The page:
How experiential beauty pop-ups are bringing customers back to the high street

Beauty retailers have been facing pressure from online and discount stores for years and are now finding creative ways to drive retail. Industry techniques in Insta-worthy pop-up shop design, limited edition products and live samples are bringing consumers back to brick-and-mortar. These innovations are creating social and intimate set-ups that capture more of the traditional salon than the harshly-lit cosmetics departments that we’re used to.

Customers are now finding the right product and receiving personalised consultations from trained make-up artists, a feature that gives retail the edge, while installations and limited-edition products are becoming powerful touchpoints for driving sales. These are the retail beauty brands making a true impact in converting customers to the high street.

Sephora’s Department Store Show

Credit: Daily Vanity

In 2018, Sephora’s Singapore Funhouse went full-circle with a department store set-up that showcased 10 brands’ boxed-sized self-expressions. Inspired by a fairground funhouse, this was an emporium of Insta shots designed for instant thrills and playful interaction.

After entering through a bespoke archway of giant lips decked over a rainbow pathway, guests were invited to experience live workshops by trained artists and explore each brand’s unique box. For, Tarte Cosmetics, this was an underwater rainforest, creating with a public pool filled with plastic orbs, azure lighting and marine props – an ultra-social experience with an aesthetic gesture to old-school bathhouses.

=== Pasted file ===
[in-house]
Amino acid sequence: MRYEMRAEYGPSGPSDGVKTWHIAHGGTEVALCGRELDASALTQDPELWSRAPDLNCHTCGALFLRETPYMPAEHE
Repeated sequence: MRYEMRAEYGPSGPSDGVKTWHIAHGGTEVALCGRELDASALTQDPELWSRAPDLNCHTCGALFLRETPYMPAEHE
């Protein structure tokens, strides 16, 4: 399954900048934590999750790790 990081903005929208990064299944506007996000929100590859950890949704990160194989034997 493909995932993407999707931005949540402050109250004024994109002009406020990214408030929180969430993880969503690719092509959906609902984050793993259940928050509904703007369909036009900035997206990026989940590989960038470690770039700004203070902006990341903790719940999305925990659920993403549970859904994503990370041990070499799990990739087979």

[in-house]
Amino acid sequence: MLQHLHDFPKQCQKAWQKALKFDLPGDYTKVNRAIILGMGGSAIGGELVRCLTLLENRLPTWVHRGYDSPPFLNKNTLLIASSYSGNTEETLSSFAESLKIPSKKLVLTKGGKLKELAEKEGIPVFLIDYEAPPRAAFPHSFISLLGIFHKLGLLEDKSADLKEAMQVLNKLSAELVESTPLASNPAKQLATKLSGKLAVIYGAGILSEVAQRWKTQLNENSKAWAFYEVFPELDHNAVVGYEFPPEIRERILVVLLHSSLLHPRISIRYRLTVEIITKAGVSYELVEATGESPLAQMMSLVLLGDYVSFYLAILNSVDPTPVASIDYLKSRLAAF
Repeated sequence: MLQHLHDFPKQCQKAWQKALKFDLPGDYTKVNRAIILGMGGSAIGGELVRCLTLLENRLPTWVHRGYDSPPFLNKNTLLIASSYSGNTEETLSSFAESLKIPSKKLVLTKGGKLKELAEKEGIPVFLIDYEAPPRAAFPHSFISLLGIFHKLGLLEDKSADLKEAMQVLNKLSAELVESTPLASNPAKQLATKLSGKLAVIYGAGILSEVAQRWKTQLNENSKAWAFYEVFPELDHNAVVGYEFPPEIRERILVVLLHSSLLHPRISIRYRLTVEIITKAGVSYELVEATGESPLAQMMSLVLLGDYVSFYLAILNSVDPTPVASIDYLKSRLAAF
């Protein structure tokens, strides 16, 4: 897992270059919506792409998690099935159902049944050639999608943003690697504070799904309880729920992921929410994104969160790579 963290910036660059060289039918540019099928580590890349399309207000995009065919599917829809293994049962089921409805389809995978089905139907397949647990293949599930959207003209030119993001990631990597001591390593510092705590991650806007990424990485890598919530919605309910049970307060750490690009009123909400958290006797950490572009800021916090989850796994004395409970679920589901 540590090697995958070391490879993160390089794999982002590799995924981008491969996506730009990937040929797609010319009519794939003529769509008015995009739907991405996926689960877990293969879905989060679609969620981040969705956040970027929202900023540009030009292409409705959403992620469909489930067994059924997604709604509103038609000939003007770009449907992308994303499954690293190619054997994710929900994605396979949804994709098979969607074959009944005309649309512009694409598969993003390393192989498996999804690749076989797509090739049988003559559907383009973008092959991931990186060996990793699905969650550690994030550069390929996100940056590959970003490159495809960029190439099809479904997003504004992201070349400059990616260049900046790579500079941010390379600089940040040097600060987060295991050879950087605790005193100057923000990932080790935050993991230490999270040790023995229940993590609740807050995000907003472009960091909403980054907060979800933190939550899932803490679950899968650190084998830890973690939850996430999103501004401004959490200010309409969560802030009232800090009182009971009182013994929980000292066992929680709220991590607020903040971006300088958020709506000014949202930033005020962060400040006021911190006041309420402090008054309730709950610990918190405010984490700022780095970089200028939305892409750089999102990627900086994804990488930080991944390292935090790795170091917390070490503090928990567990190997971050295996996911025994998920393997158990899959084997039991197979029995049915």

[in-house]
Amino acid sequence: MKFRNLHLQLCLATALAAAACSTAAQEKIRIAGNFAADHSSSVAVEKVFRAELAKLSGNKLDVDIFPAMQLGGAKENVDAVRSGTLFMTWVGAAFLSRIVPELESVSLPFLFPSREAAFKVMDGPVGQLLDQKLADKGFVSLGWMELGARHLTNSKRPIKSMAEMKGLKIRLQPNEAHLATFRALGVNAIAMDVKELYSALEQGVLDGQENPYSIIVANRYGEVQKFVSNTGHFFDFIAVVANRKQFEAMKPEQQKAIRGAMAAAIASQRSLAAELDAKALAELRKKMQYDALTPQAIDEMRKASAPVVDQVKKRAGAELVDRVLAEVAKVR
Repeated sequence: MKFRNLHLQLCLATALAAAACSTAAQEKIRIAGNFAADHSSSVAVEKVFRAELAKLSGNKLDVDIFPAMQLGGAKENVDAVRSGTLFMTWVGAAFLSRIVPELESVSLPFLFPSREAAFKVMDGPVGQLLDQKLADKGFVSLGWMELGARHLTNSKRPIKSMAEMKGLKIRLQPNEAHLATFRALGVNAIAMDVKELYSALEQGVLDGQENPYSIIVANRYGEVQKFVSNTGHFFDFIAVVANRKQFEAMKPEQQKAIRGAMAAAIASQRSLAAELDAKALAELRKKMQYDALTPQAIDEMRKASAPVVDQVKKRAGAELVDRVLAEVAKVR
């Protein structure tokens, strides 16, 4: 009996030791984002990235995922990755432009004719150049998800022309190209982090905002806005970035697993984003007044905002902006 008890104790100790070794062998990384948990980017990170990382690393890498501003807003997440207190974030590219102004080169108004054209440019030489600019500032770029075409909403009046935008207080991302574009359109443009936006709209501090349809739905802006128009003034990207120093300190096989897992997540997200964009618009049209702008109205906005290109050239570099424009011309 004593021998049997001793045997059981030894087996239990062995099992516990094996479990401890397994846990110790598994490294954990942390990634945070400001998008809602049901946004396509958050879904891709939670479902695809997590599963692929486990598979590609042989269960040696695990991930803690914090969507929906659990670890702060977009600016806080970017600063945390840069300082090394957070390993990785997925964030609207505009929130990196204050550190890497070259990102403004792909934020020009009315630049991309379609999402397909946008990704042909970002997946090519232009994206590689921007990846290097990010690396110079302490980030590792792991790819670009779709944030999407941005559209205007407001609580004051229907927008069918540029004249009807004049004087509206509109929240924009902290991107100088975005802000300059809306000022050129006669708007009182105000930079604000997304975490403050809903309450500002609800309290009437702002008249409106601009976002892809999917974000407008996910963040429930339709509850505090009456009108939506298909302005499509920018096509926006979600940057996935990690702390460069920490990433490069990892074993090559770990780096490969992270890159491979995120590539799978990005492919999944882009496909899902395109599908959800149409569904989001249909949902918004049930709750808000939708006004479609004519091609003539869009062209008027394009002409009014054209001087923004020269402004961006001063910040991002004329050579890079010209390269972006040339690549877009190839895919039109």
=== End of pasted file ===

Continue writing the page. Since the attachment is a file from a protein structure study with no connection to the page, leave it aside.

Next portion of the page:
Chanel’s On-Brand Exhibition

Credit: Chanel

In their Le Rouge Pop-Up, Singapore 2018, Chanel curated an exhibition to the brand – a guided installation that showcased style, products and history.

The design was highly influenced by Parisian art deco bars showcasing interiors straight out of a cinematic smoking room. This spirit of 1920s indulgence was finished with a lip bar that encouraged fans to interact and exchange advice as they tried the products and received tutorials from guest make-up artists. The heavily-styled aesthetic provided great opportunities for selfies among bold brand designs.
The pop-up also incorporated limited edition products, including 10 super-size (30. 4 oz) Chanel No. 5 bottles – a true luxury for Chanel’s most loyal fans.

Glossier’s Cult Promo Drop

Images by Cayce Clifford

Set to launch their latest pop-up in London later this year, Glossier has positioned themselves as the cult beauty brand of 2019.

If their previous set-ups are anything to go by, their brand of ‘millennial pink’, which has dominated the palettes of their pop-up shop designs, will sum up the playful and carefree atmosphere inside. We can expect a bright and open setting, full of lo-fi havoc in keeping with their cult status. Their San Fransisco set-up was organised chaos, a free-for-all akin to a Highschool Girl’s Bathroom.

So, pop-up shop designs are revolutionising the beauty industry with important innovations for retail design. With DIY salon set-ups, they’ve created a super social environment – an unprecedented intimacy inside for fans. They’re also unrivalled in their ability to centre-piece products with limited edition sales and the try-before-buy salons, earning them an edge over online and discount stores. They can even facilitate old-style department store formats and create an opportunity for make-up artists. For the world of retail design, lessons can be learned from the current success of retail beauty pop-ups.